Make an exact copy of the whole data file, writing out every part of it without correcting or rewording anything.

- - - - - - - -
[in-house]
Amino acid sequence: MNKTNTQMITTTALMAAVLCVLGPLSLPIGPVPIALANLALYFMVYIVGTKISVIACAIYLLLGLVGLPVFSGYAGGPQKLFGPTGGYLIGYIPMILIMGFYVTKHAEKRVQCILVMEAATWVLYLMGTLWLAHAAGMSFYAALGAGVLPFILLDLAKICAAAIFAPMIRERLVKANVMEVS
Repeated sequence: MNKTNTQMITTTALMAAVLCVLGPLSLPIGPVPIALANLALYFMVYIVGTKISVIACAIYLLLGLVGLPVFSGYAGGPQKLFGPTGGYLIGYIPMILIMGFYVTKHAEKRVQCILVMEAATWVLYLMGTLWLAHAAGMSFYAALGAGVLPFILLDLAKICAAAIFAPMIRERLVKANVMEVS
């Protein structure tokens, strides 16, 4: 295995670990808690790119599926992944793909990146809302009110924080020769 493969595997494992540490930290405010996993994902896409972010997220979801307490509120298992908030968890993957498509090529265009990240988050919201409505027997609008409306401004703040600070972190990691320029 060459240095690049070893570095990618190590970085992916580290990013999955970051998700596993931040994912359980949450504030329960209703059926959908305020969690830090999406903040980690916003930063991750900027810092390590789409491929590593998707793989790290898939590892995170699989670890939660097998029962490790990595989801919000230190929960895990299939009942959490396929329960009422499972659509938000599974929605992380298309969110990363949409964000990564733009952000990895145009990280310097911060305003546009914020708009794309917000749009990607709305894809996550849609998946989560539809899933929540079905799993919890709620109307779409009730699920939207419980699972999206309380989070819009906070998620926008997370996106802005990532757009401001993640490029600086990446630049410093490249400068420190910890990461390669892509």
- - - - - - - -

[in-house]
Amino acid sequence: MNKTNTQMITTTALMAAVLCVLGPLSLPIGPVPIALANLALYFMVYIVGTKISVIACAIYLLLGLVGLPVFSGYAGGPQKLFGPTGGYLIGYIPMILIMGFYVTKHAEKRVQCILVMEAATWVLYLMGTLWLAHAAGMSFYAALGAGVLPFILLDLAKICAAAIFAPMIRERLVKANVMEVS
Repeated sequence: MNKTNTQMITTTALMAAVLCVLGPLSLPIGPVPIALANLALYFMVYIVGTKISVIACAIYLLLGLVGLPVFSGYAGGPQKLFGPTGGYLIGYIPMILIMGFYVTKHAEKRVQCILVMEAATWVLYLMGTLWLAHAAGMSFYAALGAGVLPFILLDLAKICAAAIFAPMIRERLVKANVMEVS
């Protein structure tokens, strides 16, 4: 295995670990808690790119599926992944793909990146809302009110924080020769 493969595997494992540490930290405010996993994902896409972010997220979801307490509120298992908030968890993957498509090529265009990240988050919201409505027997609008409306401004703040600070972190990691320029 060459240095690049070893570095990618190590970085992916580290990013999955970051998700596993931040994912359980949450504030329960209703059926959908305020969690830090999406903040980690916003930063991750900027810092390590789409491929590593998707793989790290898939590892995170699989670890939660097998029962490790990595989801919000230190929960895990299939009942959490396929329960009422499972659509938000599974929605992380298309969110990363949409964000990564733009952000990895145009990280310097911060305003546009914020708009794309917000749009990607709305894809996550849609998946989560539809899933929540079905799993919890709620109307779409009730699920939207419980699972999206309380989070819009906070998620926008997370996106802005990532757009401001993640490029600086990446630049410093490249400068420190910890990461390669892509």